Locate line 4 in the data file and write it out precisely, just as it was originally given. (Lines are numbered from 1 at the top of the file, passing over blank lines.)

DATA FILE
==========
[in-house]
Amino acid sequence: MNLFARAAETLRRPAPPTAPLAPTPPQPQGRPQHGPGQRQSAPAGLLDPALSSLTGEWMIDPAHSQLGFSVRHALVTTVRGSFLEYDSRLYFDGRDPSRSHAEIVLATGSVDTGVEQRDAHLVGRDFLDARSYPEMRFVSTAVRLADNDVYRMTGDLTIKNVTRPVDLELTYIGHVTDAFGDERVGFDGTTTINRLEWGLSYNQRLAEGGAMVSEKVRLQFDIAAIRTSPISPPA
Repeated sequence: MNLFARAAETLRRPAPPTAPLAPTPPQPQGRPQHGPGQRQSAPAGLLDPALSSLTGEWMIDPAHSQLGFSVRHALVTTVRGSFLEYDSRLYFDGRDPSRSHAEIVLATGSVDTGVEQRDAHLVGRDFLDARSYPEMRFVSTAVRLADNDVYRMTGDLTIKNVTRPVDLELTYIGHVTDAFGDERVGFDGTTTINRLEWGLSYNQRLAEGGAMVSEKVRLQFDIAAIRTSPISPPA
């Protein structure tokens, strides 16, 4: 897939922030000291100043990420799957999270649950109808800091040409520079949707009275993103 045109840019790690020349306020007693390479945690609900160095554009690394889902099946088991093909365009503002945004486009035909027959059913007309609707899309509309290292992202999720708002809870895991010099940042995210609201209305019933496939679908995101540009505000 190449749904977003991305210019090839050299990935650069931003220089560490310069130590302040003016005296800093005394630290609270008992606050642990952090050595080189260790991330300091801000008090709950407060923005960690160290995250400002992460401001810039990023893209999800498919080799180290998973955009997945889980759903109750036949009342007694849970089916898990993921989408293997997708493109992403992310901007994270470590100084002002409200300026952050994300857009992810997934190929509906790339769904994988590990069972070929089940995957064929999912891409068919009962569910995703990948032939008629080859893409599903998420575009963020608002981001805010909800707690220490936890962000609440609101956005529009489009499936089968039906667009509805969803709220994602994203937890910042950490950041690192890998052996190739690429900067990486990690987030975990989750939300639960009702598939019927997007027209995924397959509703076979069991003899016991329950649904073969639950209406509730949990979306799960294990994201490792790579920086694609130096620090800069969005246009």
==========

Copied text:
């Protein structure tokens, strides 16, 4: 897939922030000291100043990420799957999270649950109808800091040409520079949707009275993103 045109840019790690020349306020007693390479945690609900160095554009690394889902099946088991093909365009503002945004486009035909027959059913007309609707899309509309290292992202999720708002809870895991010099940042995210609201209305019933496939679908995101540009505000 190449749904977003991305210019090839050299990935650069931003220089560490310069130590302040003016005296800093005394630290609270008992606050642990952090050595080189260790991330300091801000008090709950407060923005960690160290995250400002992460401001810039990023893209999800498919080799180290998973955009997945889980759903109750036949009342007694849970089916898990993921989408293997997708493109992403992310901007994270470590100084002002409200300026952050994300857009992810997934190929509906790339769904994988590990069972070929089940995957064929999912891409068919009962569910995703990948032939008629080859893409599903998420575009963020608002981001805010909800707690220490936890962000609440609101956005529009489009499936089968039906667009509805969803709220994602994203937890910042950490950041690192890998052996190739690429900067990486990690987030975990989750939300639960009702598939019927997007027209995924397959509703076979069991003899016991329950649904073969639950209406509730949990979306799960294990994201490792790579920086694609130096620090800069969005246009």